Retailers are training consumers to have higher expectations of banks

Top takeaways from the Simple presentation at ABA HiX Conference

“Great retailers not only have better products, but they’re training consumers to have higher expectations. They’re training people that they can get anything they want, at any time, anywhere in the world.”

Thoughts from Marketing Director at Simple Scott Edwards’ keynote presentation at last week’s American Bankers Association Marketing and Retail Conference Higher Expectations.

Everything at Simple is designed to drive out complexity and make sense to the customer. From product design to marketing to customer service, each move is made by considering the customer’s point of view, not necessarily the bank’s view.

By describing Simple’s processes and the logic behind each of them, Edwards’ presentation gives big insights to bank marketers challenged with meeting the growing expectations of their customers.

Top takeaways:

Passphrase and mobile unlock code

When creating an account, customers are able to choose a “passphrase” — a phrase with words separated by spaces, rather than a commonly used one word password. After customers are initially logged in to the app using that passphrase, they simply enter a 4-digit “mobile unlock code” each time they revisit the app.

This is designed very similar to how customers already interact with their phones every day — they slide and unlock with a 4-digit “passcode.” Not a 4-digit “pin” and not a 6+ digit password with $peciaL characters.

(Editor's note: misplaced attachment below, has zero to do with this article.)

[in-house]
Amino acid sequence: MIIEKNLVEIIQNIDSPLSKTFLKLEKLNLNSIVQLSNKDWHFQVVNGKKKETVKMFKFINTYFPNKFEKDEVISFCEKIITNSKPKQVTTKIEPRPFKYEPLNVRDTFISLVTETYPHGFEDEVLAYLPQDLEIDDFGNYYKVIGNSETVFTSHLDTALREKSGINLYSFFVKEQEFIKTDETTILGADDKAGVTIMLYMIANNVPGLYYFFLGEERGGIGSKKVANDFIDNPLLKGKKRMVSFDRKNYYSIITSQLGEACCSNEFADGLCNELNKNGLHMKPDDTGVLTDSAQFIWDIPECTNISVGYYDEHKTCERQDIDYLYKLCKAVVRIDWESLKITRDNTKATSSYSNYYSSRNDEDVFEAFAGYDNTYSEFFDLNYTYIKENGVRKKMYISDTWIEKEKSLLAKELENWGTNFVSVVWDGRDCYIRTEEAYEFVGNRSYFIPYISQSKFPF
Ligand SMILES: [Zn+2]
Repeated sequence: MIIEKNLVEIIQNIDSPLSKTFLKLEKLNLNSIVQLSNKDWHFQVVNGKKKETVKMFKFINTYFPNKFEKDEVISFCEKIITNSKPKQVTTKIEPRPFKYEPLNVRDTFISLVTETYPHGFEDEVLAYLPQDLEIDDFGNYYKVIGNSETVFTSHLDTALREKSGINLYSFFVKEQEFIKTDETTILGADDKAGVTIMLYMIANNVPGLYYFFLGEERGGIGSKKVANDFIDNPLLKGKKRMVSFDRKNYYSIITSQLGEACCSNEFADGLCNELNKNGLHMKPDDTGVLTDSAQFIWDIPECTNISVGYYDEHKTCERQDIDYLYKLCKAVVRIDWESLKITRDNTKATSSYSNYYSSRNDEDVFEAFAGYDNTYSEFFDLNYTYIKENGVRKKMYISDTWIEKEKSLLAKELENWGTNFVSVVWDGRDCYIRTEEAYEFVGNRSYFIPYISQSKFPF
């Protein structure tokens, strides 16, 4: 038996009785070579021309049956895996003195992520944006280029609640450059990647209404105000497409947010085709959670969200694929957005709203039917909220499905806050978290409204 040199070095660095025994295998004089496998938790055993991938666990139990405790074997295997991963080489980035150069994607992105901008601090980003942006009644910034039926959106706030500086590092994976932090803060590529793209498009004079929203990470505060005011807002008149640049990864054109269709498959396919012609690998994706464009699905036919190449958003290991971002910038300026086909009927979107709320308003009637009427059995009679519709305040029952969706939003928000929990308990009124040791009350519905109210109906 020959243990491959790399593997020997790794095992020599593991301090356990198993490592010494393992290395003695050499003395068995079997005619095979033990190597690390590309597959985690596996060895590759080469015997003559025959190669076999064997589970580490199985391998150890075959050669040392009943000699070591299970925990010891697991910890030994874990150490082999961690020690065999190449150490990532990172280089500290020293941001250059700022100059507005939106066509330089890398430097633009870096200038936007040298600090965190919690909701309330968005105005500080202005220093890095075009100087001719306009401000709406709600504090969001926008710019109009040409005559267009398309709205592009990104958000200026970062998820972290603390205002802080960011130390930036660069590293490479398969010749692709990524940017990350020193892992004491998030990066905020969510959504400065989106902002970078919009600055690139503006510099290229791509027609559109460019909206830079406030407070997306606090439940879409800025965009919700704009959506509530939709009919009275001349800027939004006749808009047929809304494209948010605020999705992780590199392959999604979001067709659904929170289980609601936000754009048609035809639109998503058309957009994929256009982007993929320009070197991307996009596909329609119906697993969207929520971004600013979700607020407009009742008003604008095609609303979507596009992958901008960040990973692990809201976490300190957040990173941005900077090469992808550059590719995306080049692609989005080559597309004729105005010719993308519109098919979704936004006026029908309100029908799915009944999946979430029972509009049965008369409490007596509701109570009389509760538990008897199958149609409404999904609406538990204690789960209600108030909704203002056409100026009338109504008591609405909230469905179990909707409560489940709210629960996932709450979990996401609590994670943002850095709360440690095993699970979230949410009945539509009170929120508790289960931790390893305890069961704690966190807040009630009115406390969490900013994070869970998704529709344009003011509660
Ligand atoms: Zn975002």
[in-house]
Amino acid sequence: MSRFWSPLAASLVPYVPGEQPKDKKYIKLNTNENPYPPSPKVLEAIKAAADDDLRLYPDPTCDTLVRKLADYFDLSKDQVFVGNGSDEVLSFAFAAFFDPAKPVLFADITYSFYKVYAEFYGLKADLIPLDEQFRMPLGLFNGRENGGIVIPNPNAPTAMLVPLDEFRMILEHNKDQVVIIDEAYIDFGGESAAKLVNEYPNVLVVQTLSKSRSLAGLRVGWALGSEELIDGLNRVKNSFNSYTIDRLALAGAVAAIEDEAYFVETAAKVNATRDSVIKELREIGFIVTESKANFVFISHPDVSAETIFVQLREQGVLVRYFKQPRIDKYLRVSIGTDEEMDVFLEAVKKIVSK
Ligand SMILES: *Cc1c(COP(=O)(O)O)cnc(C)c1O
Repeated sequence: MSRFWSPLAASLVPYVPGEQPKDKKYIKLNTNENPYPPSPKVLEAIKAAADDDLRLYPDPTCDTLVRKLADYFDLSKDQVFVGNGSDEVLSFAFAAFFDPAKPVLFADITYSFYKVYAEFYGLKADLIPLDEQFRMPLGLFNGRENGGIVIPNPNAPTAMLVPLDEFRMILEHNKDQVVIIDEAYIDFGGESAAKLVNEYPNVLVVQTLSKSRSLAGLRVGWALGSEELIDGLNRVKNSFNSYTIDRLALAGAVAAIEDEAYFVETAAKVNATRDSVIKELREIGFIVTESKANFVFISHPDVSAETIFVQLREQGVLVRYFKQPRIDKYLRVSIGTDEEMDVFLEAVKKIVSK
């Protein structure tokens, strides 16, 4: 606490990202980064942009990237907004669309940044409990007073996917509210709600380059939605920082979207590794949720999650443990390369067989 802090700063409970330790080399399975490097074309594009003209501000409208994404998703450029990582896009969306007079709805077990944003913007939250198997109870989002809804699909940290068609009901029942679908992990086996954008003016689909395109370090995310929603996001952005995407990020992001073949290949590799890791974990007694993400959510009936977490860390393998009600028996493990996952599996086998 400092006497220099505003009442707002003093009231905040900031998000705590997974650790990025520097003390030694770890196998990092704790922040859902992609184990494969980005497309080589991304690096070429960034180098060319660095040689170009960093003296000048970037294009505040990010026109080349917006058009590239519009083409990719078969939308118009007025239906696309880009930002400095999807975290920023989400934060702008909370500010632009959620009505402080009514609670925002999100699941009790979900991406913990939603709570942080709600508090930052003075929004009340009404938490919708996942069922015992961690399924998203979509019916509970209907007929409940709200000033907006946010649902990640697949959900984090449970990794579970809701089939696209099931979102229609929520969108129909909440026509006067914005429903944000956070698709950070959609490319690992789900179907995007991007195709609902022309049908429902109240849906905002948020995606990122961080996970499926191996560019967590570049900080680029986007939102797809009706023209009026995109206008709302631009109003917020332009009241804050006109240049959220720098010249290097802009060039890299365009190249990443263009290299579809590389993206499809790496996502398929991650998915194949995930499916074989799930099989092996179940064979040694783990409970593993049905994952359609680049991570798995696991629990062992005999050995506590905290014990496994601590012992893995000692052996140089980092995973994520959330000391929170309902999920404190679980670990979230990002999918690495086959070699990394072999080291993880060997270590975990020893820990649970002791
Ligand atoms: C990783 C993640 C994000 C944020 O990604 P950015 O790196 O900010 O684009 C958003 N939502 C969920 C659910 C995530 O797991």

It’s a small, yet perfect example of designing for the customer, not the bank.

iPhone login screen & Simple login screen

“It’s no longer my bank app. It’s my app.”

Notice the selfie on the login screen too? From pictures to budgeting, Simple understands how personalization can transform a product into becoming part of the customer’s lifestyle.

Let’s say I’m needing to budget every transaction during my time at the ABA Conference, so I use the hashtag #orlando with my purchases. I’m grouping these expenses and searching for transactions the way I want to do that. Most bank apps don’t give the opportunity to choose my own categories and instead, automatically categorize by only transaction types such as checks, deposits, ACHs, direct debits, etc.

This, along with the Safe-to-Spend feature, allows the app to become customized for my personal goals.

If I set a financial goal, the app only presents the Safe-to-Spend amount, not my available balance, while putting the saved money in the Goals section. This is clearing my mind as a consumer that I’m not going to spend money I don’t need to spend if this is a goal that’s really serious to me.

(really serious)

Customers have a 5 to 1 preference for in-app messaging for customer service.

In-app messaging creates a conversation, rather than just a message exchange.

Instead of asking the customer to send an email or message that disappears and gives no evidence that it was even sent, leaving a history of the conversation within the app holds Simple to more accountability and allows customers to easily recall that their issues were resolved.